At the event, Everyday sexism, she described the topic as one “given little serious attention by employers”.
“It’s an experience that is very familiar to some, and invisible to others. Speaking out means being accused of ‘political correctness gone mad’, and much worse: victimisation and backlash,” Ms Jenkins said.
“It’s one of the hardest topics to discuss, as it’s perceived by some as too trivial.
“Everyday sexism comes into play in critical decision points in careers for men and women, influencing who to appoint, develop, sponsor, reward and promote.
“Speaking out against everyday sexism can have consequences for reputations, relationships and careers. Particularly when ‘getting’ the joke, or not rocking the boat, is an important part of fitting in and job success.”
Ms Jenkins explained these comments in relation to recent projects, working with the Victoria Police, the Royal Australasian College of Surgeons, the Defence Force and 39 universities across Australia.
The accounts from anonymous interviews and surveys within these organisations highlighted a range of alarming attitudes, including sexual harassment, bullying and exclusion based on gender.
Some of the comments expressed by participants in the interviews included:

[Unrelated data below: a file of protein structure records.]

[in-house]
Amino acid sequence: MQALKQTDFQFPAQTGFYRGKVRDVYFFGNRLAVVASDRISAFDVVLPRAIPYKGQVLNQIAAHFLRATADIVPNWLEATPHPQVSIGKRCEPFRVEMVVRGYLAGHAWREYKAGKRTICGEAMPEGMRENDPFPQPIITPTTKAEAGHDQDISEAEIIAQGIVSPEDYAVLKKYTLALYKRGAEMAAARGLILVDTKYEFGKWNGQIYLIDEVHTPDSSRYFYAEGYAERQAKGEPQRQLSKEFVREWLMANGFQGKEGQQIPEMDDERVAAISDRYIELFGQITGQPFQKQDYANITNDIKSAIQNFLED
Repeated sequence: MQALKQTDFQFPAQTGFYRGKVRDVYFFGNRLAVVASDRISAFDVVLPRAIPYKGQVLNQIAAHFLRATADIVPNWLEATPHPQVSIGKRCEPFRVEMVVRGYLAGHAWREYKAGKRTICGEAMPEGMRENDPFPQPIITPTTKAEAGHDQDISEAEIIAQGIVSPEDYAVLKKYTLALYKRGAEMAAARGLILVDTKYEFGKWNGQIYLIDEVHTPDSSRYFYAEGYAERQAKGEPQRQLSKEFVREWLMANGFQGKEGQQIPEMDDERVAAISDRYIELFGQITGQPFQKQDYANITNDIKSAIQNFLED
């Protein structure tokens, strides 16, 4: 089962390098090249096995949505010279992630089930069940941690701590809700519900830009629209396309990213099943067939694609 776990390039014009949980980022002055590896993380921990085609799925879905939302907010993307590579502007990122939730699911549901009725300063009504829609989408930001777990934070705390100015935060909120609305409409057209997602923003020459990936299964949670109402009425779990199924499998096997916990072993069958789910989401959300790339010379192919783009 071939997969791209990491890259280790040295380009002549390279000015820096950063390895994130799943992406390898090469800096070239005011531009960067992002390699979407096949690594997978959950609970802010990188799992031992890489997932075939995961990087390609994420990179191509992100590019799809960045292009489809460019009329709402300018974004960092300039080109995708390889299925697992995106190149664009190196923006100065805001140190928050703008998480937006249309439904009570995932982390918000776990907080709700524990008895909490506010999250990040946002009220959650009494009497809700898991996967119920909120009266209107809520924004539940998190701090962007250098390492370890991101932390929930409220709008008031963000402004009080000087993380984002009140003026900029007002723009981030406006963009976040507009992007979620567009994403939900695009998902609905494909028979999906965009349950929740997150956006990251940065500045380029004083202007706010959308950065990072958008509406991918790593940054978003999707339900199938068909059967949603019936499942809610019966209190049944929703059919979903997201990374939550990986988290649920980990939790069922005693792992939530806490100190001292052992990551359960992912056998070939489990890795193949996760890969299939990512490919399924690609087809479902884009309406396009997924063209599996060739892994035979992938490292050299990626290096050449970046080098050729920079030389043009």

“Recently a superintendent said: ‘Pregnant police women are like cows: they are useless and they should be chucked in a paddock’.” This comment was made as part of the research for the Victorian Police review into sex discrimination, sexual harassment and predatory behaviour.
“I was told I would only be considered for a job if I had my tubes tied.” This comment was made as part of the expert review into the Royal Australasian College of Surgeons.
“Every single time something is offered in terms of praise, promotion, opportunity – there is always a rumour. ‘It’s because she’s a girl.’ This comment was made from a member of the Defence Force.
“In engineering, university lecturers are overwhelmingly male and tend to dismiss women or talk down to them.” This comment came from part of the national survey of more than 30,000 students from across Australia’s 39 universities.
“The experiences in these four very different contexts exposed to me some very consistent themes,” she said.
Ms Jenkins said the themes included outdated stereotypes, which both negatively affect women and men. She also said they revealed how “ineffective a complaint mechanism is in tackling these smaller issues, but deflecting, laughing, silence and in-action exacerbates the damage.”
Lastly, she said the projects showed the “important role men, leaders and bystanders (i.e. all of us) play in eliminating everyday sexism”.